We very often get asked the question ‘How old can you dive to?’. I always answer that you can dive until you can no longer dive! Basically that means that there is nothing to stop you from Diving just as long as general health allows you to. It’s not like the generalisation of sport where a competitive edge can have an affect on participation. Scuba Diving is non-contact, non-competitive, age irrelevant and gender irrelevant. We recently had the great privilege of welcoming a very interesting and lovely couple, Frances (73) and Hamish (74) to the Soho pool venue who were going on a trip to Tanzania where they were going to do some diving. With this in mind they had booked onto one of our Reactivate courses to refresh their skills. Following the class I had a good chat with them both about their lives and diving, Frances kindly agreed to put pen to paper and give us a bit of an insight into how they have enjoyed diving and continue to do so. Here’s what she had to say, a fascinating read…………..enjoy!
Too old to dive?
So there I was, sitting up in bed in the African dawn beside my sleeping husband, in a beach hut on the Tanzanian island of Mafia. I was flicking anxiously through the excellent PADI Refresher course on my IPad, trying to remember how to enter the water from a boat and what the signal was for “My ears hurt”. We were about to have our first proper dive since we went to Cuba in 2002. And that was when we were in our 50s. Now, in the first half of our 70s, it all seemed much more alarming.
We began diving way back in the late 1960s, at what were then the Seymour Baths (now the Seymour Leisure Centre), on a course run by the British Sub Aqua Club. It was rigorous and rather military. I remember best the horror of the Buddy Breathing test, in which we had to swim up and down the pool, handing the mouthpiece back and forward to another diver as we went. But I passed, and went on several dives with the friendly folk who belonged to the Club, to places such as Chesil Beach where the sun rarely shone and the divers got excited if visibility was much more than a metre.
So it was a revelation when, in 1999, we had a holiday in Sharm el Sheikh and found that we could dive there. We hadn’t done much over the years when the children were growing up, but now they were old enough to dive too, and we found we could take our PADI qualification at the local dive centre. We still have our log books from the Red Sea Diving College, recording sightings of Moray eels, Scorpion Devil Fish, Sea cucumbers and Napoleon Wrasse. Our daughters passed too – the young one, a swot even on holiday, getting 100% in her written test.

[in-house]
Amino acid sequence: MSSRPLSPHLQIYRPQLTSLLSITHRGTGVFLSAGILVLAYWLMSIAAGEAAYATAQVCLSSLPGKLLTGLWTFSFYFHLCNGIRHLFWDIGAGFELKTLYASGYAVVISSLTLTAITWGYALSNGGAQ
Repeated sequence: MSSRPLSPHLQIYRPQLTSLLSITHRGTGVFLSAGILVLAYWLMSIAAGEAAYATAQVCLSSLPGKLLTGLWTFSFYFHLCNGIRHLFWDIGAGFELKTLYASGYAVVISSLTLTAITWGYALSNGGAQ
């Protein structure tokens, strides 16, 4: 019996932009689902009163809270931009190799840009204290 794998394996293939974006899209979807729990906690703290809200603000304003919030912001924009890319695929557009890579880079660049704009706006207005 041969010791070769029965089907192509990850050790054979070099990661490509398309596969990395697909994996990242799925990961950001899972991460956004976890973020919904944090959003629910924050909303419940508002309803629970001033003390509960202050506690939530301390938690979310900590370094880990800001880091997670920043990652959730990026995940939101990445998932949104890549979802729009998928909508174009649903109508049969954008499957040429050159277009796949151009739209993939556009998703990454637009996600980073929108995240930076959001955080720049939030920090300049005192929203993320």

Having realised that diving didn’t have to be about inky seas and chilly beaches, we got the bug. I recall particularly a trip to the Maldives in 2001, with an amazing shoal of 100 Manta Rays flapping in the shallows, and my first night dive, disturbing a sleeping parrot fish. The following year we were in Cuba, where night dives were the way the dive masters, poor as any of their fellow citizens, could make a little extra cash away from the watchful gaze of officialdom. I remember weaving in the gloom through a coral tunnel, exotic in the torchlight.
But then there was another long, long gap. When, last autumn, an anthropologist friend offered to accompany us on a trip to Tanzania which would include three days of diving, we suddenly realised that we had forgotten everything we ever knew. An anxious hunt online produced Oyster Diving, meeting at the Marshall Street baths – improbably close to Carnaby Street – and in the cold of a December evening, we dug out our old masks and yellowed snorkels, and went for a refresher.
Not good. The people were lovely, and endlessly encouraging. But we scored poorly in the written test (who would have thought, offered so many options, that “the most important thing for a diver to do” is just to keep breathing?) Worse when we got to the poolside. What was that breathing thing called? How did it attach to the tank? How did you inflate the jacket – oops, BCD? Which button let air out and which let it in? (“Just remember that ‘top’ and ‘out’ both have an O and a T,” whispered my husband.) The equipment all seemed so much more complicated than before. But slowly, things began to come back. “Righthand release,” my husband murmured to himself as he put on his weight belt.
We did not do well. We couldn’t remember how to clear a mask, how to hover, which signal meant what. Twenty-two years is too long a gap. We ended up coming back for a second try in January. But we had the luck to be coached very well this time, and Paul Gisby, our patient instructor, then passed us. We did the excellent PADI refresher course online, passed that too, and we were through the hoops.
So we set off for Kinasi Lodge on Mafia Island, where Asheli, a qualified PADI instructor who runs the dive centre, continued to boost our fragile confidence. We motored out in a lovely old wooden dhow, and the two crew members helped us into our kit, perched us on the side of the boat, reminded us to hold our mask and regulator in place and waved us off as we somesaulted backwards into the Indian Ocean.
And suddenly, having spluttered and splashed and hauled ourselves gingerly down the mooring rope, we were in that magical world of fish and coral, with that wonderful sensation of flying above the ocean floor and past shoals of infinitely colourful little fish. Over six dives on three days, we saw a turtle, I had a stand-off with a cross trigger fish, and a Moray eel glared out at us from behind a rock. After the dive, the crew dispensed hot tea and ripe mango, and rigged up the great triangular sail so that we could run back in front of the wind to the shore.
Too old? Not yet. No doubt a day will come. But with luck, we might manage a few more lion fish and manta rays first. What a wonderful sport it is!
Frances McRae (aged 73 3/4)